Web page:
Data Analysis Softwares

Often, when food and beverage companies report temperature data to regulators, the data must be presented in a specific format. To automate the process of formatting these large amounts of data, food and beverage companies make use of data analysis software. 

Typically, the data that data loggers record is stored on the logger’s internal memory. Many data loggers can be connected to computers so the information collected can be transmitted to the computer system, stored and analyzed by data analysis software. 


Aside from formatting data, many of these computer programs possess sophisticated analytical and computational tools. These can be used to detect patterns in data and draw conclusions from large datasets making them ideal for use not only in food and beverage related industries but also many others, to develop valuable business intelligence insights. 

Data Loggers to Track Power Usage

Data loggers that track power usage, for example, can give food and beverage companies insights into the most energy-intensive parts of their supply chain. Management can then devise solutions to make these facilities more energy-efficient, saving money for the business and potentially producing environmental benefits. 

Many regulators offer incentives to companies that curb energy usage and are more environmentally friendly. These companies can use data loggers to gain insights into how they can reduce their carbon footprint and pollution. That, too, is an important part of keeping consumers safe.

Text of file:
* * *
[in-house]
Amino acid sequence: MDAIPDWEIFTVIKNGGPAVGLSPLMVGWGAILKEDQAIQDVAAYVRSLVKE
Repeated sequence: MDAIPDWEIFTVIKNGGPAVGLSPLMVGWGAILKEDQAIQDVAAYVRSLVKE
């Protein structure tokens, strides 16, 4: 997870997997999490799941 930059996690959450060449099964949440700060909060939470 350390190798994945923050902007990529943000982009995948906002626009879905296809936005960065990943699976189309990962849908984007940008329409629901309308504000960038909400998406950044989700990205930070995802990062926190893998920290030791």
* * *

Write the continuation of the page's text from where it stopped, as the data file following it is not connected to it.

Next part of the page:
Surprisingly, some chefs and restaurants use data loggers to monitor temperatures and data usage of outdoor cooking appliances

Helping Frontline Supply Chain Workers

Before the dawn of the information age, where digital transformation has overtaken every major industry, workers used analog tools (e.g., thermometers) to measure and record temperature data. This was also true in the healthcare industry, in which healthcare workers used thermometers to keep sensitive medical products in sufficiently low temperatures. 

Thanks to the digital and computing revolution, however, companies began using electronic devices like data loggers to record temperature data. This represented a major innovation and allowed companies to automate their ambient temperature monitoring procedures. Not only that, but data loggers also made data more accurate, reliable, and transparent. 

This increased accuracy and transparency of data is more important now than ever since frontline supply chain workers have been put under a great deal of pressure during the COVID-19 global pandemic. Fulfilling their duties to safely get food to consumers throughout the pandemic has been challenging, and empowering these workers with the tools they need to manage supply chains responsibly is essential. 

Data loggers are invaluable tools for supply chain workers because they automate the process of gathering and recording the temperature of food storage facilities. It is not hyperbolic to say that the entire supply chain system might have ground to a halt during the pandemic if it wasn’t for data loggers and other technologies. This is especially true considering that the USDA food safety net was largely credited with preventing massive food shortages during the pandemic. 

In conclusion, it’s easy for consumers to overlook the many technologies that go into getting well-preserved, fresh food into their refrigerators. Data loggers play a crucial role in food safety procedures and will likely continue to be adopted on an even greater scale by global food supply chains.